In addition to the mass-to-light ratio, there are two “nuisance” parameters that are sometimes considered in MOND fits: distance and inclination. These are known from independent observations, but of course these have some uncertainty. Consequently, the best MOND fit sometimes occurs for slightly different values of the distance and inclination, within their observational uncertainties (Begeman et al., 1991; de Blok & McGaugh, 1998; Sanders, 1996).
Distance matters because it sets the absolute scale. The further a galaxy, the greater its mass for the same observed flux. The distances to individual galaxies are notoriously difficult to measure. Though usually not important, small changes to the distance can occasionally have powerful effects, especially in gas rich galaxies. Compare, for example, the fit to DDO 154 by Li et al. (2018) to that of Ren et al. (2019).
Inclinations matter because we must correct the observed velocities for the inclination of each galaxy as projected on the sky. The inclination correction is V = Vobs/sin(i), so is small at large inclinations (edge-on) but large at small inclinations (face-on). For this reason, dynamical analyses often impose an inclination limit. This is an issue in any theory, but MOND is particularly sensitive since M ∝ V4 so any errors in the inclination are amplified to the fourth power (see Fig. 2 of de Blok & McGaugh, 1998). Worse, inclination estimates can suffer systematic errors (de Blok & McGaugh, 1998; McGaugh, 2012; Verheijen, 2001): a galaxy seen face-on may have an oval distortion that makes it look more inclined than it is, but it can’t be more face-on than face-on.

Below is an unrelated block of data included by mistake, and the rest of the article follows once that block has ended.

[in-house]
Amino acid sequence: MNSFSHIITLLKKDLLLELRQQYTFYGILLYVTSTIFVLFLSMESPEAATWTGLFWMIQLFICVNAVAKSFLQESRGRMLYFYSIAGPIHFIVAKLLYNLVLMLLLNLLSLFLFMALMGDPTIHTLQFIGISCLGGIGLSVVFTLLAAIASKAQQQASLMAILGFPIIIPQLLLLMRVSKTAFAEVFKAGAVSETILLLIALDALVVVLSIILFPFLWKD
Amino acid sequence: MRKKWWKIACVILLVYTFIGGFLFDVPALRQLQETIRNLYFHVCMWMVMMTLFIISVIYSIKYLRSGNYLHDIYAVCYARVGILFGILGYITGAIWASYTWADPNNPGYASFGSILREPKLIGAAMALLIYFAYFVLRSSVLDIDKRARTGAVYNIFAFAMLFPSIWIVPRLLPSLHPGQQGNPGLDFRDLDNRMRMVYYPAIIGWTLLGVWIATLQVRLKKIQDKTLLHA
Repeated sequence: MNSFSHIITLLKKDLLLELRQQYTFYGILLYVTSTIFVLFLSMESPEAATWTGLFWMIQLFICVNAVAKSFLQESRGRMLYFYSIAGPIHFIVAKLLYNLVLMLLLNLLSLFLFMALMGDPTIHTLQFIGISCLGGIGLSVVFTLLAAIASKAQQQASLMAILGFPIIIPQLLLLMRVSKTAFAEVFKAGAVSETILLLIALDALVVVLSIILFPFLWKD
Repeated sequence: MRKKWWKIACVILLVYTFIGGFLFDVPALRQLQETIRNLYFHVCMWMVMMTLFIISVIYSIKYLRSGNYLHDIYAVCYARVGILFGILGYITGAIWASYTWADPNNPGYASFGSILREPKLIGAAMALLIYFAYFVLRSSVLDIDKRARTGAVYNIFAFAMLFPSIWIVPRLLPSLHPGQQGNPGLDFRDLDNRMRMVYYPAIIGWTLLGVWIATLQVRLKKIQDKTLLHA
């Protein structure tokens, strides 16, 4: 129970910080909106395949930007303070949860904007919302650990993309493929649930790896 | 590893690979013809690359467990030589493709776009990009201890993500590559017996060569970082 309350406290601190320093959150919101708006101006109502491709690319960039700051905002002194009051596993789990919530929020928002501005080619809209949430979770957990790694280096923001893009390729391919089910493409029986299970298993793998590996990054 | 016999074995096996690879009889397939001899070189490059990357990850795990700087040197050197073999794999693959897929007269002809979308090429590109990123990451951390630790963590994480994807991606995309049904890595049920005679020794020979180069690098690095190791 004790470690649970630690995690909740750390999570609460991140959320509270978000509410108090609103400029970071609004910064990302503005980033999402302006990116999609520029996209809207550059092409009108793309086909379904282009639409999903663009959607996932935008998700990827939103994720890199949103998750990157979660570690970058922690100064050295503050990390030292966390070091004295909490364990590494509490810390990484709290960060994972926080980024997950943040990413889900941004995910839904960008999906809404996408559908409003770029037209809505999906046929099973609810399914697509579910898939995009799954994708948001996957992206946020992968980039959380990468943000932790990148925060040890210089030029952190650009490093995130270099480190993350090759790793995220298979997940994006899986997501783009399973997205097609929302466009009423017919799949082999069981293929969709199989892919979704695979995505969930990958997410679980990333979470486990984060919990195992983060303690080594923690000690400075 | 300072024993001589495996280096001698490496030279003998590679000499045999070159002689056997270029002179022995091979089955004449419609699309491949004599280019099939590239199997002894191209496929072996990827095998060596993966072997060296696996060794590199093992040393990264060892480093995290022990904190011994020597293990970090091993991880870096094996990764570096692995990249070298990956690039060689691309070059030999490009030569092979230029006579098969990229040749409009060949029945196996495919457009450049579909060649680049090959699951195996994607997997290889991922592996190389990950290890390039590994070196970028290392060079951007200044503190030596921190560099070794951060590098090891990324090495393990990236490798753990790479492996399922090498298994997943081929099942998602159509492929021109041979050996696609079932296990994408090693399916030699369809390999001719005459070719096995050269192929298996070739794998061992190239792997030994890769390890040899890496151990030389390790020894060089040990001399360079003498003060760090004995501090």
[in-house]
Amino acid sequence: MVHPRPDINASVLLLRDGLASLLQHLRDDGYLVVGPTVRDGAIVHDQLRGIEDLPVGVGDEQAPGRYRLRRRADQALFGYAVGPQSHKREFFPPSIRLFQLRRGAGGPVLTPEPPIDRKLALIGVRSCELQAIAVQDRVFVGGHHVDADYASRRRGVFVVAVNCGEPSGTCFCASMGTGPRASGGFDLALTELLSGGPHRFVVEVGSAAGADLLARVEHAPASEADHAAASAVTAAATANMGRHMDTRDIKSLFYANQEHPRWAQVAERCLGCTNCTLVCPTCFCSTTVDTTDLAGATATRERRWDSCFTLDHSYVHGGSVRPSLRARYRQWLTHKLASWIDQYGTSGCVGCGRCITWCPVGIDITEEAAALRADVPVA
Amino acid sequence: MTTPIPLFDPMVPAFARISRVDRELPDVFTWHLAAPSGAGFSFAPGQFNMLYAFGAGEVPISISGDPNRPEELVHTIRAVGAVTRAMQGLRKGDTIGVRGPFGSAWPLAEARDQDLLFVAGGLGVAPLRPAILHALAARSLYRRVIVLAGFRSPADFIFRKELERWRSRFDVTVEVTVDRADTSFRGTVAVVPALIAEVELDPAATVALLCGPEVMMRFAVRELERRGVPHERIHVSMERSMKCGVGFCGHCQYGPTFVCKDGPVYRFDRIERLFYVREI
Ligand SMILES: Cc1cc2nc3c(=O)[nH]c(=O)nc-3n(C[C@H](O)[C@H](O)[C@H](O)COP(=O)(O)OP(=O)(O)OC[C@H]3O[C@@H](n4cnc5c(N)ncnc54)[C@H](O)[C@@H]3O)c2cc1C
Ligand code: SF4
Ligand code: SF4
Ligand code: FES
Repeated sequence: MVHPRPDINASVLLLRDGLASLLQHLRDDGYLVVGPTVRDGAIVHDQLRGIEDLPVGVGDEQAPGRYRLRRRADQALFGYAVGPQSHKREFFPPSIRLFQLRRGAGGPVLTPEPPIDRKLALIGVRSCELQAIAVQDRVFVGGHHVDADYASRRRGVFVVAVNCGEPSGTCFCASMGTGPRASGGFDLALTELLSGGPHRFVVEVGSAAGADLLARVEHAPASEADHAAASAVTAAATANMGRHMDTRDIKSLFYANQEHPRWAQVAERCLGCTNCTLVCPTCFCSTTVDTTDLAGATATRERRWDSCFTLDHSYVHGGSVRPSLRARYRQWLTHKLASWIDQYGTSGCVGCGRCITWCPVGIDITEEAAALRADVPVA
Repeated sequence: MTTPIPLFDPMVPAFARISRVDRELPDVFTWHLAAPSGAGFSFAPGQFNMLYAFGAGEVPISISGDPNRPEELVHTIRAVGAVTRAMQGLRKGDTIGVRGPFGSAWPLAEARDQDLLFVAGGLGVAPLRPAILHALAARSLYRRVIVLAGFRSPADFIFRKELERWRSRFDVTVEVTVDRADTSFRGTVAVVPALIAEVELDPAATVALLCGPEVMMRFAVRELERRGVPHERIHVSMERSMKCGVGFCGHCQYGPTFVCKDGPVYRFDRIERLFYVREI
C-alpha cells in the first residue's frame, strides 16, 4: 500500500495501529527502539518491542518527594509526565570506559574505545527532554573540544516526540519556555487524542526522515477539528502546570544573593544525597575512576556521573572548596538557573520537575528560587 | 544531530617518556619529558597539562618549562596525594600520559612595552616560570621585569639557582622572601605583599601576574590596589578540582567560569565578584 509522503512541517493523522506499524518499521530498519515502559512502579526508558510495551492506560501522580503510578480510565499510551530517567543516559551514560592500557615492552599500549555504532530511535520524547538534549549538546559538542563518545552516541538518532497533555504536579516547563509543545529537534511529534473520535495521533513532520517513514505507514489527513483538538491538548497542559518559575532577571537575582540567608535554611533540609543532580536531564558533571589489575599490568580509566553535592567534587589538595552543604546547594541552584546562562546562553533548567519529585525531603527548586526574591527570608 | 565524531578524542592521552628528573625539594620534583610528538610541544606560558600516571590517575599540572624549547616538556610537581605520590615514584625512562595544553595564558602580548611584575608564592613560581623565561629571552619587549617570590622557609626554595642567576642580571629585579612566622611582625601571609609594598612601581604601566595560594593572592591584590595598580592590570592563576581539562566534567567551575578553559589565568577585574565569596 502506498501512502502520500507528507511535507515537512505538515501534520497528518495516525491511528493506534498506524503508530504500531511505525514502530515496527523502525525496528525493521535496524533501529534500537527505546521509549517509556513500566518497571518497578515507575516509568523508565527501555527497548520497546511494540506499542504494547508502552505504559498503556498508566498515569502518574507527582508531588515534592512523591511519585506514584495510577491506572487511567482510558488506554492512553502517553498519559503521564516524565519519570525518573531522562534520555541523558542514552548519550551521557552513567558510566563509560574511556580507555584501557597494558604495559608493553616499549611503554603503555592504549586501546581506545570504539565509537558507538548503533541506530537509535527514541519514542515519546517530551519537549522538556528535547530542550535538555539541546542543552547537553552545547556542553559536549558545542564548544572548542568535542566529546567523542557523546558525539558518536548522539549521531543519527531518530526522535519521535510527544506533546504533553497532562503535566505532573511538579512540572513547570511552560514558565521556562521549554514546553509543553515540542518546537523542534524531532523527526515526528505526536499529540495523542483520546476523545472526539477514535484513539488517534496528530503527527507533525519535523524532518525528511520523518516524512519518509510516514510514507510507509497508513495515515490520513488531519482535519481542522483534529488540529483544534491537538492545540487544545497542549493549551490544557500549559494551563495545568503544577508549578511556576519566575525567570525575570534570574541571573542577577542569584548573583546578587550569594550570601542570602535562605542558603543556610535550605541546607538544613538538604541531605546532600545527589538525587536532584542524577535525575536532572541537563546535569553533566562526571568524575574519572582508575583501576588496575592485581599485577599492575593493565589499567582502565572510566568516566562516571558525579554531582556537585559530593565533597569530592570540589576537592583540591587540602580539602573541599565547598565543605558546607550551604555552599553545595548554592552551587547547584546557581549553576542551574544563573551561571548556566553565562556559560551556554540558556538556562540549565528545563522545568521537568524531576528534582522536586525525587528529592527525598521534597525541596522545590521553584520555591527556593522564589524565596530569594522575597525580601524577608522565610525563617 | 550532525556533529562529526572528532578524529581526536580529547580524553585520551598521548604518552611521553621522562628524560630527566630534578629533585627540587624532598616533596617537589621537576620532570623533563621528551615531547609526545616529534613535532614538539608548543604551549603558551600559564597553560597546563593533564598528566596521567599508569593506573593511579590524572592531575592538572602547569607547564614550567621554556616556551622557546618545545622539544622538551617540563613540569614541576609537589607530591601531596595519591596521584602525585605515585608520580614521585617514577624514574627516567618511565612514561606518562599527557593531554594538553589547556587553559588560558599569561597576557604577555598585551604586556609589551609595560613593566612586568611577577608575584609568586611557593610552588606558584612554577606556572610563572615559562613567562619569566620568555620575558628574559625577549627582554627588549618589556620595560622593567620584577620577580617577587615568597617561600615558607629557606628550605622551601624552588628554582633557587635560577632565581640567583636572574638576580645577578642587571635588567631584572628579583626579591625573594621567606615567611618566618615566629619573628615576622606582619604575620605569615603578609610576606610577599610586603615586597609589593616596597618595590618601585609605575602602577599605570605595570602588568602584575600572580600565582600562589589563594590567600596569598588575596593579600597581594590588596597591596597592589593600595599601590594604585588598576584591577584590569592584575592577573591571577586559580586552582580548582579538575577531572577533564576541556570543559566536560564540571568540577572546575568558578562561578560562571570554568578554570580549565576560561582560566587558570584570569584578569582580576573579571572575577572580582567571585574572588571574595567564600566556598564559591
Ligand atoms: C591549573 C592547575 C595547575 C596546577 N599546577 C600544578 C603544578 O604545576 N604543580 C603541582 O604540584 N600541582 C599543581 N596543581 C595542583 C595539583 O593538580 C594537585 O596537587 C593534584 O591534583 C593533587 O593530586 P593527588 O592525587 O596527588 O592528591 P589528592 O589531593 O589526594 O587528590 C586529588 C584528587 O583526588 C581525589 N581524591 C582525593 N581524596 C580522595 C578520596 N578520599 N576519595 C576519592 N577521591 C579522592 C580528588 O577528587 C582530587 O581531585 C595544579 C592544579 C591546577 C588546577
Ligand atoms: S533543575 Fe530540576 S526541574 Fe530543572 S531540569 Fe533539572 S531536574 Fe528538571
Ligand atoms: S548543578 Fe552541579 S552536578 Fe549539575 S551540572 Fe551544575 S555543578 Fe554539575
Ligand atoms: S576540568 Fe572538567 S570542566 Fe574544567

MOND fits will fail if either the distance or inclination is wrong. Such problems cannot be discerned in fits with dark matter halos, which have ample flexibility to absorb the imparted variance (see Fig. 6 of de Blok & McGaugh, 1998). Consequently, a fit with a dark matter halo will not fail if the distance happens to be wrong; we just won’t notice it.
MOND generally fits rotation curves well (Angus et al, 2012, 2015; Begeman et al., 1991; de Blok & McGaugh, 1998; Famaey and McGaugh, 2012; Gentile et al, 2010, 2011; Haghi et al., 2016; Hees et al., 2016; Kent, 1987; Li et al., 2018; Milgrom, 1988; Sánchez-Salcedo et al., 2013; Sanders, 1996, 2019; Sanders and McGaugh, 2002; Sanders and Verheijen, 1998; Swaters et al., 2010). There are of course exceptions (e.g, NGC 2915 Li et al., 2018). This is to be expected, as there are always some misleading data, especially in astronomy where it is impossible to control for systematic effects in the same manner that is possible in closed laboratories. It is easily forgotten that this type of analysis assumes circular orbits in a static potential, a condition that many spiral galaxies appear to have achieved to a reasonable approximation but which certainly will not hold in all cases.
The best-fit mass-to-light ratios found in MOND rotation curve fits can be checked against independent stellar population models. There is no guarantee that this procedure will return plausible values for the stellar mass-to-light ratio. Nevertheless, MOND fits recover the amplitude that is expected for stellar populations, the expected variation with color, and the band-dependent scatter (e.g., Fig. 28 of Famaey and McGaugh, 2012). Indeed, to a good approximation, the rotation curve can be predicted directly from near-infrared data (McGaugh, 2020; Sanders and Verheijen, 1998) modulo only the inevitable scatter in the mass-to-light ratio. This is a spectacular success of the paradigm that is not shared by dark matter fits (de Blok et al., 2003; de Blok & McGaugh, 1997; Kent, 1987).
Gas rich galaxies provide an even stronger test. When gas dominates the mass budget, the mass-to-light ratio of the stars ceases to have much leverage on the fit. There is no fitting parameter for gas equivalent to the mass-to-light ratio for stars: the gas mass follows directly from the observations. This enables MOND to predict the locations of such galaxies in the Baryonic Tully-Fisher plane (McGaugh, 2011) and essentially their full rotation curves (Sanders, 2019) with no free parameters (McGaugh, 2020).